I can see why some of the supernatural elements may or may not land for some people, I’m still wrestling with some of them myself. But it’s hard to argue that there’s not some profound existential themes at play.
In much the same way it shocked me to hear how bored people were with the first hour of “Red Dead Redemption 2,” I started to become surprised when I heard people were struggling to get into “Death Stranding.”
But I came to the realization that these sorts of slow-burn, character-driven, cinematic stories are exactly the kinds of movies I like. Throw in the fact that “Death Stranding” also has a unique vision of the future and tons of thought provoking Sci-Fi elements, and suddenly this thing is really up my alley.
Most video games are far more equivalent to fast paced, big budget summer blockbusters where putting the pedal to the metal and never letting up has become more the norm than challenging, thought provoking science fiction.
Now don’t take that the wrong way, I still enjoy a good Marvel action-fest as much as the next guy, but when I’m thinking about what movies to put on my year-end top 5 list, I tend to gravitate more toward movies like “Arrival,” “Blade Runner 2049” and “Ex Machina” (I like indie character studies as well, but these sci-fi movies seemed more on brand with this discussion). Some people just don’t like slower films. There’s nothing wrong with that, but to dismiss them seems shortsighted.
In fact, it occurs to me that a good comparison to make for “Death Stranding” might be “2001: A Space Odyssey” as directed by Christopher Nolan. It would be hard to explain exactly what I meant in detail without covering major spoilers. Suffice it to say that there are people who love “2001” for it’s slow-burn, thought provoking story and love to debate it’s unanswered questions (don’t watch “2010”), but there are just as many people who find it boring and weird and simply don’t have the patience to sit through its lengthy runtime.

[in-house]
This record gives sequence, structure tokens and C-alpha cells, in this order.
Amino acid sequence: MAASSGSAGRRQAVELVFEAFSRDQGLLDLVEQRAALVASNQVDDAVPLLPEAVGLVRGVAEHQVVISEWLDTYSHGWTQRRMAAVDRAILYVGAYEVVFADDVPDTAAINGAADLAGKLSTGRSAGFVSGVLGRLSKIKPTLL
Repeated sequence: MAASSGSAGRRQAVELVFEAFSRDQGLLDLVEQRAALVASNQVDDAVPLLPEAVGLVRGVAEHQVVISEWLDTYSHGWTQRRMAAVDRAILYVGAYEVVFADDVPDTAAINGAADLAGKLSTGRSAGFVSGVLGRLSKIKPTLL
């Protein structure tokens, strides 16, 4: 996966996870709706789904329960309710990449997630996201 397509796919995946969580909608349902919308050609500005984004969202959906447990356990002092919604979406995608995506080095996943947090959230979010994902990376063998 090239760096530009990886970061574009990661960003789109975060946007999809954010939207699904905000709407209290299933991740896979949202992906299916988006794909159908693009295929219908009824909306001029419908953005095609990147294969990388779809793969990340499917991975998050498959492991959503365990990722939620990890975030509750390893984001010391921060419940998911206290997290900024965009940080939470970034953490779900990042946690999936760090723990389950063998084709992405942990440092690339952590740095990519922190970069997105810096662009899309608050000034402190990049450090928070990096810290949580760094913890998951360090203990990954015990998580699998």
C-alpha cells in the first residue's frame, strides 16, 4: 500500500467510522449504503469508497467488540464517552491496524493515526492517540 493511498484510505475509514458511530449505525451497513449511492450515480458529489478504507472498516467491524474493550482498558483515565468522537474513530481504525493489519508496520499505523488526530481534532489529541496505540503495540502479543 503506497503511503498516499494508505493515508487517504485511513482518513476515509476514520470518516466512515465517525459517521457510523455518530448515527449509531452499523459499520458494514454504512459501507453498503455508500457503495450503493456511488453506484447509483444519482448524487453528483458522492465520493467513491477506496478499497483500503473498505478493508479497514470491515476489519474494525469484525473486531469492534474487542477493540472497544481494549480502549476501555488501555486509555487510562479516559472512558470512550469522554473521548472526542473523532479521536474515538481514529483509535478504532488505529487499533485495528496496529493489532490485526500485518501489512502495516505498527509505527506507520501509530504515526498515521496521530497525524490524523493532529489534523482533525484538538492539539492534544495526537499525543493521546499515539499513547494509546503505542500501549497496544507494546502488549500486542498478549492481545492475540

That’s exactly what I’m finding is happening in the conversation around “Death Stranding.” You either love the slower style of it, appreciate the artistry and are compelled to continue by it’s thought provoking story and themes, or you’re just bored and find it too frustrating to bother with.
Nevertheless, the story and its style is the one that has engaged me the most in 2019, regardless of medium. I’m still thinking about it, and I know I’ll still be thinking about it for a good long while.
I love the Mass Effect-like synth score and since I’m already a fan of Low Roar and Chvrches, I also liked the licensed music.
No, “Death Stranding” is not a perfect masterpiece. It’s certainly not the game I had the most fun playing all year, but it is the kind of original, off-the-wall story that rarely gets made in Hollywood anymore. So even if you were thinking this should have been a movie or a TV show rather than a video game, consider that it may only have ever stood a chance at existing in the form of a video game.
I suspect it will be the game of the year for some and not even make the top 5 for a lot of others. It will undoubtedly be in the conversation for game of the generation (at least on Sony’s side) once the next generation consoles come out and we start getting nostalgic about the PS4 era.
For those that made it to the end, I defy you to come up with a game that will be more memorable than “Death Stranding” in 2019. When we look back at this year, I’m not sure I won’t see it as the year this game came out, above all others.
Reblogged this on Unseen Surface and commented:
An intriguing and not a run-of-the-mill game. The comparison with “2001” and the mention of Chvrches in the soundtrack convinced me to add it to my Steam wishlist.
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Cool! It’s worth it. You have to deal with some tough game mechanics at times, but the story is interesting enough to keep going!